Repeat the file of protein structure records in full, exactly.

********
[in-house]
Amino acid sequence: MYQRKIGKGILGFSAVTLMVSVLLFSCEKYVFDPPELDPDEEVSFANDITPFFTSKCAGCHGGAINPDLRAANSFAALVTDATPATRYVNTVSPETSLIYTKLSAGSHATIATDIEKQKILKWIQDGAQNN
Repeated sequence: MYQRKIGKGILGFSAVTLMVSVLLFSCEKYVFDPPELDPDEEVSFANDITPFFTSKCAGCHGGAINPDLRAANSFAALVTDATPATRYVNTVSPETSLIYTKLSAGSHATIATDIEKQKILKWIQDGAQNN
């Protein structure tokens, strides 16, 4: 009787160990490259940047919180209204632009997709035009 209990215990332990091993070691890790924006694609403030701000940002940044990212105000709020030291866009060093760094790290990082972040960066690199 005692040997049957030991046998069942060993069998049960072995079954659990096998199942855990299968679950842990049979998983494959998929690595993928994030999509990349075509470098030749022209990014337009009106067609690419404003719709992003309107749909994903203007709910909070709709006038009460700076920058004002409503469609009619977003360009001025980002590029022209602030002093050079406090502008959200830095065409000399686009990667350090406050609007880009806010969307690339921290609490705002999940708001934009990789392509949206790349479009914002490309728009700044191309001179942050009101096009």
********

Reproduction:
[in-house]
Amino acid sequence: MYQRKIGKGILGFSAVTLMVSVLLFSCEKYVFDPPELDPDEEVSFANDITPFFTSKCAGCHGGAINPDLRAANSFAALVTDATPATRYVNTVSPETSLIYTKLSAGSHATIATDIEKQKILKWIQDGAQNN
Repeated sequence: MYQRKIGKGILGFSAVTLMVSVLLFSCEKYVFDPPELDPDEEVSFANDITPFFTSKCAGCHGGAINPDLRAANSFAALVTDATPATRYVNTVSPETSLIYTKLSAGSHATIATDIEKQKILKWIQDGAQNN
């Protein structure tokens, strides 16, 4: 009787160990490259940047919180209204632009997709035009 209990215990332990091993070691890790924006694609403030701000940002940044990212105000709020030291866009060093760094790290990082972040960066690199 005692040997049957030991046998069942060993069998049960072995079954659990096998199942855990299968679950842990049979998983494959998929690595993928994030999509990349075509470098030749022209990014337009009106067609690419404003719709992003309107749909994903203007709910909070709709006038009460700076920058004002409503469609009619977003360009001025980002590029022209602030002093050079406090502008959200830095065409000399686009990667350090406050609007880009806010969307690339921290609490705002999940708001934009990789392509949206790349479009914002490309728009700044191309001179942050009101096009």